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ASUS ENGTX480 (nVidia Fermi) Print E-mail
Written by Michael Schuette   
Jul 19, 2010 at 09:21 AM

Growing up in the last millennium and reading a lot of science fiction, not to mention going on the daily quests for UFOs, has the advantage that quite a few of the new names popping up in the tech world are, in fact, very old acquaintances. The Little Green Men from Mars, the Arecibo message and finally the Fermi paradox were things that any geek had to be familiar with. I mean, you didn’t even have to be a geek, hi-school alone already qualified.

So I have been looking at Fermi for the last 60 years and finally the little green men, this time on sabbatical in Santa Clara, came out with it. Not a sex toy this time, though undeniably sexy, it is still somewhat different from what I anticipated half a century ago – no I am lying, I am not that old yet.

To get back to the topic at hand, we are looking at nVidia’s Fermi graphics processor / general purpose graphics processing unit and, truth be told, we have been hearing about it almost as long as about the Fermi paradox. But it is finally here.

The first substantiated rumors and semi-facts about nVidia’s Femi architecture a.k.a GF100 GPU surfaced during the summer of 2009 and at least according to the PR machinery behind it, it was going to be nothing like anything that had been there before. And then, silence struck again. There were a few press briefings to kindle the fires while AMD released their 5000 series and unleashed performance like nothing that had been there before. And then, there was again, nothing from nVidia.

Arguably, the difficulties of manufacturing ICs increase exponentially with complexity of the design and with die size. Add a new, un-proven fab process and there is a recipe for some major handicaps. It would be lopsided to claim that nVidia was the only company affected by the difficulties at TSMC to deliver sufficient yields of their 40 nm process but on the other hand, as mentioned above, the GF100 GP-GPU is at 500 mm2 die size and 3 billion transistors just a tad larger and more complex than the RV870 Cypress chip sporting a measly 2.15 billion transistors on an area of 334 mm2.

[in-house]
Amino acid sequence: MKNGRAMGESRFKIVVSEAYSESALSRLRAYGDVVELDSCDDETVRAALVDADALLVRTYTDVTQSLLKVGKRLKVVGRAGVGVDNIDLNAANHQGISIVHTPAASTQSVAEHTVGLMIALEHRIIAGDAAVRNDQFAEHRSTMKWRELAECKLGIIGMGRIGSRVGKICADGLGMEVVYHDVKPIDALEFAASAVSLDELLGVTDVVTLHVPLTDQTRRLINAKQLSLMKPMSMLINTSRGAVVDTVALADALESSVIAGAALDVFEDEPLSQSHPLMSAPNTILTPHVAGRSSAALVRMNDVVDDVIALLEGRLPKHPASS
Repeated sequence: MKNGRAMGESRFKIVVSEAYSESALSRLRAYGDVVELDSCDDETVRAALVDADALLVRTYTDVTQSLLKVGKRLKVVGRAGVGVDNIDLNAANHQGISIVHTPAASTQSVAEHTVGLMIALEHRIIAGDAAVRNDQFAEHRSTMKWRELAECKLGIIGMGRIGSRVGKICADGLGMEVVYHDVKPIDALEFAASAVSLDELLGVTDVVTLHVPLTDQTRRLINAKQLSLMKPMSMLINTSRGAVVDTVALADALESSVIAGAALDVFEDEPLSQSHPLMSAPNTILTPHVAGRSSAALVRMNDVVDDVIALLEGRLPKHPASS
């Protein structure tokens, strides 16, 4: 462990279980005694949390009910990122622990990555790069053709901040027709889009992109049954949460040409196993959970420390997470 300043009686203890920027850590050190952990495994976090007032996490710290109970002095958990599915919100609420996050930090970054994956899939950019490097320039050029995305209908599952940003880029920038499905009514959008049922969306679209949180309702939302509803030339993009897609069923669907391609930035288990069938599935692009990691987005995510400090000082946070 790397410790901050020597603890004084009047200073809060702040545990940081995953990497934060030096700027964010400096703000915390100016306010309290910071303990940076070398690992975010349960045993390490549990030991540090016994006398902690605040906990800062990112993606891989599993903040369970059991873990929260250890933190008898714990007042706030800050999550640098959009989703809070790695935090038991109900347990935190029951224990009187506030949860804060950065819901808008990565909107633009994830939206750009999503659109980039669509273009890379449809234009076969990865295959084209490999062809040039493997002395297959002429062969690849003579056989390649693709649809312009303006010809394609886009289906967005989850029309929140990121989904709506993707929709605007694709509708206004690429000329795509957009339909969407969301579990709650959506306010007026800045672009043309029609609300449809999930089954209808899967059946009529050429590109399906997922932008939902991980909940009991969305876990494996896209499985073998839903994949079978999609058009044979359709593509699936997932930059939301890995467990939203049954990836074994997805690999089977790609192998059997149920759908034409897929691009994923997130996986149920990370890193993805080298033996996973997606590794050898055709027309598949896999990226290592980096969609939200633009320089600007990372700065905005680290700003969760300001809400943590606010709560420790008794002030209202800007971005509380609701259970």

Whatever the contributing factors were, Fermi has been late to the show and after it finally debuted in limited quantities in the middle of spring, there still are no full version of the GF100, taking advantage of all processing units. Instead, there are two scaled-down versions namely the GTX480 and the GTX470. Before going into details on what is missing where, let’s take a quick overview of the architecture.

In short, the GF100 chip is organized into four quadrants or graphics processing clusters (GPCs), each of which is featuring four Fermi Streaming Multiprocessors (SM) for a total of 16 SMs. The four quadrants are not obvious from the functional diagrams but can be appreciated when looking at a die shot.

Functionally, the quadrants are primarily defined on the basis of one discrete raster engine per GPC, performing edge setup, rasterization and z-culling, otherwise, we have 16 totally interchangeable SMs, each of which features 64 CUDA cores, supplemented by 16 Load/Store units and four special function units (SFUs).

For reference, here is a quick recap of some of the stats and numbers of the Fermi GPU in comparison to the older generations of nVidia GPU, that is G80 and GT200.

GPUG80 GT200GF100
Transistors 681 million 1.4 billion 3.0 billion
CUDA Cores 128 240 512
Double Precision Floating
Point Capability
None30 FMA ops / clock 256 FMA ops /clock
Single Precision Floating
Point Capability
128 MAD
240 MAD ops /
512 FMA ops /
Special Function Units
(SFUs) / SM
Warp schedulers (per SM)112
Shared Memory (per SM)16 KB 16 KB Configurable 48 KB
or 16 KB
L1 Cache (per SM) None None Configurable
16 KB or 48 KB
L2 Cache None None 768 KB
ECC Memory Support No No Yes
Concurrent KernelsNo No Up to 16
Load/Store Address Width 32-bit32-bit64-bit

It is a bit difficult to compare the GF100 to the older generations just on the basis of numbers since there are more fundamental changes that heavily impact functionality and capabilities of the GPU. From a hierarchical cache organization to a HyperThreading equivalent and ECC extended to the local frame buffer, the changes in architecture are probably the biggest since the move from the GeForce2 to the GeForce4 MX.

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Last Updated ( Jul 26, 2010 at 12:20 AM )
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